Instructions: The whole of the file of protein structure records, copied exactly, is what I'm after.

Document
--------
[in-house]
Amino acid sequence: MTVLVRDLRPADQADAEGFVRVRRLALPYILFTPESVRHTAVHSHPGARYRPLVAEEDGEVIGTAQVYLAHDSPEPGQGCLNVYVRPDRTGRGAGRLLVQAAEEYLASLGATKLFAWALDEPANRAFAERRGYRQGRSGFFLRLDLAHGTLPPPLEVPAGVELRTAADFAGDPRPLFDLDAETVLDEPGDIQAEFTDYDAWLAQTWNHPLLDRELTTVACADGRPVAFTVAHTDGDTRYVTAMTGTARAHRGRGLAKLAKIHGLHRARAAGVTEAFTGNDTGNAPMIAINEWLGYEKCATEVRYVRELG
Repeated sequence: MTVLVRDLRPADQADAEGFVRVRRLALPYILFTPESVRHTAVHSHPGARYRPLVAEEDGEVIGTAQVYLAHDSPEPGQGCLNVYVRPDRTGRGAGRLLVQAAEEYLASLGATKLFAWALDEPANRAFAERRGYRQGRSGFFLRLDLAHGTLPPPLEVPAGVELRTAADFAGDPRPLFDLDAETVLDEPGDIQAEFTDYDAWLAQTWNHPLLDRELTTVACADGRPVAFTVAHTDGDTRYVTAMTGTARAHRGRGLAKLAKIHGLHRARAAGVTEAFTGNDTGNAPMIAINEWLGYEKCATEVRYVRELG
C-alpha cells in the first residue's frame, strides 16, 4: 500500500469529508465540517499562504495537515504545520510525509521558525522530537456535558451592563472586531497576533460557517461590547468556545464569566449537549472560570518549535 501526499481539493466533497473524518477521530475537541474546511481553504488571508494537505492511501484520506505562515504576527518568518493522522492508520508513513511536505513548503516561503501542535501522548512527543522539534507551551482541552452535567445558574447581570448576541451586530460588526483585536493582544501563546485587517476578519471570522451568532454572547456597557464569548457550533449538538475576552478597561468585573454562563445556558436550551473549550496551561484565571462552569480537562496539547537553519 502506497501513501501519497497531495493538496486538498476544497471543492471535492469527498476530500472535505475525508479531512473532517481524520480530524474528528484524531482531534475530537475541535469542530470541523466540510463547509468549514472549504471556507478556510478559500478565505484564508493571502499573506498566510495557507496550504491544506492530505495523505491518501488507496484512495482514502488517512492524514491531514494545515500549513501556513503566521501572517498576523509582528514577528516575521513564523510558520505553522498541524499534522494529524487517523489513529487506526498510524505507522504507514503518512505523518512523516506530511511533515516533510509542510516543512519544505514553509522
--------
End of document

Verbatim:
[in-house]
Amino acid sequence: MTVLVRDLRPADQADAEGFVRVRRLALPYILFTPESVRHTAVHSHPGARYRPLVAEEDGEVIGTAQVYLAHDSPEPGQGCLNVYVRPDRTGRGAGRLLVQAAEEYLASLGATKLFAWALDEPANRAFAERRGYRQGRSGFFLRLDLAHGTLPPPLEVPAGVELRTAADFAGDPRPLFDLDAETVLDEPGDIQAEFTDYDAWLAQTWNHPLLDRELTTVACADGRPVAFTVAHTDGDTRYVTAMTGTARAHRGRGLAKLAKIHGLHRARAAGVTEAFTGNDTGNAPMIAINEWLGYEKCATEVRYVRELG
Repeated sequence: MTVLVRDLRPADQADAEGFVRVRRLALPYILFTPESVRHTAVHSHPGARYRPLVAEEDGEVIGTAQVYLAHDSPEPGQGCLNVYVRPDRTGRGAGRLLVQAAEEYLASLGATKLFAWALDEPANRAFAERRGYRQGRSGFFLRLDLAHGTLPPPLEVPAGVELRTAADFAGDPRPLFDLDAETVLDEPGDIQAEFTDYDAWLAQTWNHPLLDRELTTVACADGRPVAFTVAHTDGDTRYVTAMTGTARAHRGRGLAKLAKIHGLHRARAAGVTEAFTGNDTGNAPMIAINEWLGYEKCATEVRYVRELG
C-alpha cells in the first residue's frame, strides 16, 4: 500500500469529508465540517499562504495537515504545520510525509521558525522530537456535558451592563472586531497576533460557517461590547468556545464569566449537549472560570518549535 501526499481539493466533497473524518477521530475537541474546511481553504488571508494537505492511501484520506505562515504576527518568518493522522492508520508513513511536505513548503516561503501542535501522548512527543522539534507551551482541552452535567445558574447581570448576541451586530460588526483585536493582544501563546485587517476578519471570522451568532454572547456597557464569548457550533449538538475576552478597561468585573454562563445556558436550551473549550496551561484565571462552569480537562496539547537553519 502506497501513501501519497497531495493538496486538498476544497471543492471535492469527498476530500472535505475525508479531512473532517481524520480530524474528528484524531482531534475530537475541535469542530470541523466540510463547509468549514472549504471556507478556510478559500478565505484564508493571502499573506498566510495557507496550504491544506492530505495523505491518501488507496484512495482514502488517512492524514491531514494545515500549513501556513503566521501572517498576523509582528514577528516575521513564523510558520505553522498541524499534522494529524487517523489513529487506526498510524505507522504507514503518512505523518512523516506530511511533515516533510509542510516543512519544505514553509522